TAKEAWAY: More and more states and local municipalities are enacting laws to protect workers on the basis of sexual orientation or gender identification; unless either has a true bearing on the job, don’t wait for the law, just look at whether the employee performs the job or not.

Saturday
Jan242015

ICYMI: Our Social Media Posts This Week -- Jan. 25 - 31, 2015

Below is a review of the posts (on Facebook, LinkedIn, and Twitter) from the past week.  You can check out the full posts by clicking on the links.

The post on Sunday 1/25/15 was about whether an employer must pay a prorated annual bonus after the employee takes FMLA leave. This is normally an issue at the end of the calendar year but could kick in on whatever other time frame goal-based bonuses are awarded. Here, the statute itself answers the question. If the employee’s FMLA leave caused him or her to miss the goal, and others on non-FMLA leave who miss the bonus do not get pro-rations, then neither does this employee.

TAKEAWAY: Remember, the FMLA does not require special treatment in this situation, but only the same treatment as other employees not on FMLA leave.

In the post on Monday 1/26/15 we confirmed that “Is that how you clean your private parts” is not a question to be asked. Hopefully you already know that, but the employer that just got sued apparently didn’t. And there was more. The Filipino employee alleged that her supervisor referred to her as “Mamasan”, a term usually used for older Asian women who work in brothels. After complaining, she was first assigned other, harder duties, then fired. Is it any wonder she sued?

TAKEAWAY: Remember the Golden Rule: treat others (employees) the way you would want to be treated. It will make the workplace so much better, legally and otherwise.

The post on Tuesday 1/27/15 was another confirmation: “Your religion is stupid” is not a good statement to make to an employee. Hertz was on the receiving end of this suit by black Muslim employees for allegedly demeaning their religion and firing them after imposing arbitrary prayer rules for Muslims. Prior to suit, the EEOC issued a for-cause decision. A senior manager allegedly told one worker of East African heritage, “If you pray continuously, you will make us lose money and no Muslims will be hired.” More quotes allegedly made by Hertz are in the post.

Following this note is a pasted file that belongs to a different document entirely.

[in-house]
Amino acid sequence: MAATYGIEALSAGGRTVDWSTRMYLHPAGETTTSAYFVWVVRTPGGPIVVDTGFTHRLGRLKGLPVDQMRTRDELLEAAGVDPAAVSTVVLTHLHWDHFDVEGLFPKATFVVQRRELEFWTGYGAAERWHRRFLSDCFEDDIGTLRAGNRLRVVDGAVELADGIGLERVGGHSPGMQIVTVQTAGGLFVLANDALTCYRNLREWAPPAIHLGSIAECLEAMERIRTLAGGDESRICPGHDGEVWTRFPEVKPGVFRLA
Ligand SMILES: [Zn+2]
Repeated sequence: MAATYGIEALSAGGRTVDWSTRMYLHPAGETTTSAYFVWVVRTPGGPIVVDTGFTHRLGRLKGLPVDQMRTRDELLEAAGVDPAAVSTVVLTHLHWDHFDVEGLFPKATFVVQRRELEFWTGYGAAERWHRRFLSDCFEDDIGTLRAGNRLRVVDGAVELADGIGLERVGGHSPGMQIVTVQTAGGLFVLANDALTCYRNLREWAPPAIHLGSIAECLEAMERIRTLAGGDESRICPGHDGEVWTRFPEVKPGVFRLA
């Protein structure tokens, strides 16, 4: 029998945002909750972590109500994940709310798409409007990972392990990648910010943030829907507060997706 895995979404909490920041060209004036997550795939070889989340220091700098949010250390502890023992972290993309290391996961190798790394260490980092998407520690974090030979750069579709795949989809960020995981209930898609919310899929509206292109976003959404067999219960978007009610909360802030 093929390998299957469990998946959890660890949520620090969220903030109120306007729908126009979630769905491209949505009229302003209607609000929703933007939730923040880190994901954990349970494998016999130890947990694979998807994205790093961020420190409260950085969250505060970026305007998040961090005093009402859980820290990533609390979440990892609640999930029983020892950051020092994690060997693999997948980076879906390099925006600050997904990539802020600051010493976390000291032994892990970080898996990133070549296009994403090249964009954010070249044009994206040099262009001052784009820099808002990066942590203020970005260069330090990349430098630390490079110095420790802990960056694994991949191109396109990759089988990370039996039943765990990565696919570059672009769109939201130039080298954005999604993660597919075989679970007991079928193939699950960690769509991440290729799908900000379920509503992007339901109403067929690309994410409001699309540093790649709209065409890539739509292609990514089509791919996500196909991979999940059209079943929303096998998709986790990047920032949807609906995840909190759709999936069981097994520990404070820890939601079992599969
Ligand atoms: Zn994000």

TAKEAWAY: Unless religion has bearing on the job, don’t discriminate against any employee because of his or her (lack of) beliefs. Just let the employee do the job.

In the post on Wednesday 1/28/15 we talked about what you should document prior to issuing discipline. The answer depends in large part on your company’s policy and if there are any employment contracts that apply. Make sure you follow the policy or contract. If you are not sure what you may or may not do, contact your employment law attorney.

TAKEAWAY: As in most workplace situations, if there is a policy or contract that applies, follow it, uniformly, and have valid legal reasons for any variation.

The post on Thursday 1/29/15 was about how to handle a hostile work environment complaint. Hopefully it will never happen to your company as it did to Sears here, but you should be prepared. So what are some of the most obvious things to do? Maintain a clear policy against harassment and discrimination and apply it uniformly. Some other suggestions are in the post.

TAKEAWAY: If someone complains, don’t brush it under the rug – do a proper investigation and make sure to document and support any resulting (lack of) action to be taken.

On Friday 1/30/15, the post talked about retaliation being the new discrimination under the NLRA. Ok, you are a non-union business; can you tune out now? NO! Why? Because, in case you haven’t been reading this blog, the National Labor Relations Board has been finding more and more situations that apply to every workplace, not just those that are unionized. The post provides 4 tips for employers, including knowing how the NLRB defines protected activity and training management personnel on the NLRA. The other tips are in the post.

TAKEAWAY: You are not out of the labor woods just because your company is not unionized; you must still know the law and how it is or could be applied to your business. A good employment law attorney should be able to help you.

Finally, in the post yesterday 1/31/15, we talked about breaking down a sexual harassment claim. First, don’t just let it go – or you may find it comes back later in the form of a lawsuit. Investigate, properly and promptly, and take action as warranted depending on what the investigation turns up and what your policy requires.

TAKEAWAY: Make sure you, your HR personnel and your managers know how to recognize illegal sexual harassment and are trained in what to do when it is alleged to have or has occurred.

Monday
Jan192015

ICYMI: Our Social Media Posts This Week -- Jan. 18 - 24, 2015

Below is a review of the posts (on Facebook, LinkedIn, and Twitter) from the past week.  You can check out the full posts by clicking on the links.